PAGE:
ESG is one of those bands whose name is a passcode shared between cool weirdos. Karen O has said Yeah Yeah Yeahs would never have existed without ESG. LCD Soundsystem’s James Murphy has called them “irreducible.” And those are just the rock kids. The band’s biggest area of cultural prominence may be in hip-hop, where, since forming in the South Bronx in the late ’70s, ESG’s primal beats have been a source of fascination to the point of obsession for DJs and rappers. “UFO,” ESG’s eerie, insistent, creepily beautiful instrumental has been sampled literally hundreds of times by everyone from Big Daddy Kane and The Notorious B.I.G. to TLC and the Beastie Boys. “ESG were part of this tiny little moment in New York, the greatest of all cities,” says Luke Jenner of the Rapture. “They were able to straddle the early moments of disco, hip-hop, and punk and do something delicious. What they did is just as important as Liquid Liquid or other bands you haven’t heard of who predicted our future.”

Becoming a cult phenomenon is an honor, but it’s also super frustrating—you’ve made this work that has profoundly shaped culture, yet only a handful of people know about it! That is in part why ESG co-founder and frontwoman Renee Scroggins has decided to tell ESG’s story on her own terms via a forthcoming documentary Are You Serious? The ESG Story. “I’ve tried to work with other people,” Scroggins, who directed the film, says of past attempts to capture her band’s story on film. But it always wound up with someone “trying to, in so many words, screw me over,” she recalls, laughing over the phone. (Scroggins has a refreshingly sharp sense of humor about the brutality of the music business.) “I decided I can do it myself—just like everything else in ESG history.”

This true-blue DIY spirit is at the heart of the ESG story. Scroggins’ mother gave Renee and her younger sister Valerie their first musical instruments for Christmas the year Renee turned 12. “Valerie was 9,” Scroggins recalls of her sister, who alongside Renee and their older sister Marie, formed the original ESG lineup. “There were six of us and my older siblings in the projects got hooked on drugs. Basically, she [Scroggins’ mom] saw that we found something positive we wanted to do. She knew if you’re playing and you’re practicing that keeps you inside not outside.”

ESG, which stands for Emerald, Sapphire, and Gold, Valerie and Renee’s birthstones plus a nod to gold records status, first played in the city in 1978. It was “culture shock,” Scroggins remembers. “We go down to punk rock Manhattan with the people with spiked hair and we’re like, ‘Whoa, what the hell!?’ We were like, ‘Are they going to like us or beat us up?!’” She pauses. “They liked us.” They certainly did. ESG played all the most important clubs of the era, from post-punk nerve centers like Hur- rah (where David Bowie filmed his “Fashion” video) to Paradise Garage (aka the “Gay-rage,” a pioneering center of queer dance culture known to some as the anti-Studio 54), and soon linked up with Tony Wilson’s legendary Factory Records in the UK (future home of Joy Division and New Order). “We did the opening night at the Hacienda,” Renee says referring to the label’s notorious Manchester club, memorialized in the film 24 Hour Party People. “People always go, ‘What was it like?!’ And I go, ‘Dusty!’ Because it was so new.”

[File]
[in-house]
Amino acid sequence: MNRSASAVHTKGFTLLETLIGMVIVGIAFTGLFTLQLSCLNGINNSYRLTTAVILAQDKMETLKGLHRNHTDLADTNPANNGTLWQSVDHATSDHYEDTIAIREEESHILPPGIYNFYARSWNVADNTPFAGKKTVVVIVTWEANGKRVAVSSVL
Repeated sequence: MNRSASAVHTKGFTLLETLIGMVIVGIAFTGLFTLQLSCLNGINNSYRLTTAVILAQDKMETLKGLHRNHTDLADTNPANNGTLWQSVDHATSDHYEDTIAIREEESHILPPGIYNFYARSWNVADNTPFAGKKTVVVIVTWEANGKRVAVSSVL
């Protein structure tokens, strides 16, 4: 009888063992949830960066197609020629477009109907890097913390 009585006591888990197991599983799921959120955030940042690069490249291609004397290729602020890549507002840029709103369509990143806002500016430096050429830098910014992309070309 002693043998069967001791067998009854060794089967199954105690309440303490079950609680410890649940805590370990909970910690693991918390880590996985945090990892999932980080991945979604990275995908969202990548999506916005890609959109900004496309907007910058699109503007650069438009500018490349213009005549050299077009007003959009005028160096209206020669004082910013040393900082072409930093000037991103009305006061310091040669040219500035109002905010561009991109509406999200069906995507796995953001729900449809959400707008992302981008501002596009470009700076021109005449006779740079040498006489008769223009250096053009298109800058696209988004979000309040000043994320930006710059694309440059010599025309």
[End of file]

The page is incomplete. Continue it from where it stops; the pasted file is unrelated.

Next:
There’s a “Zelig” quality to the ESG story: They borrowed amps from labelmates and legends of the downtown scene the Bush Tetras, played Danceteria around the same time Madonna was getting her start there, graced the Hacienda stage before any other Factory Records stars, and made the beats that sparked a creative fire in the minds of the most important artists in hip-hop history, but they never really got their flowers. There was only ever one Factory Records 7-inch, ESG’s US label (999 Records) imploded just as the band’s career was taking off, and though they’ve been amply sampled, they’ve never been amply compensated— a fact the band wryly referenced on their 1992 self-released EP Sample Credits Don’t Pay Our Bills. ESG has been a part of so much, yet they have always been on their own. “No,” Scroggins says when I ask her if she ever truly felt part of a creative community. “Being young girls from the projects, doing your own thing, making your own sounds…” she says. “I’ve been in the business 45-plus years and there is so much I’ve seen and done. To survive, you gotta be tough. It takes a lot of work and it definitely takes a lot of work to be respected as a woman. I get my respect today but, man, all the stuff I had to go through to get it.”

This story appears in the pages of V145: now available for purchase!

Photography Eric Johnson

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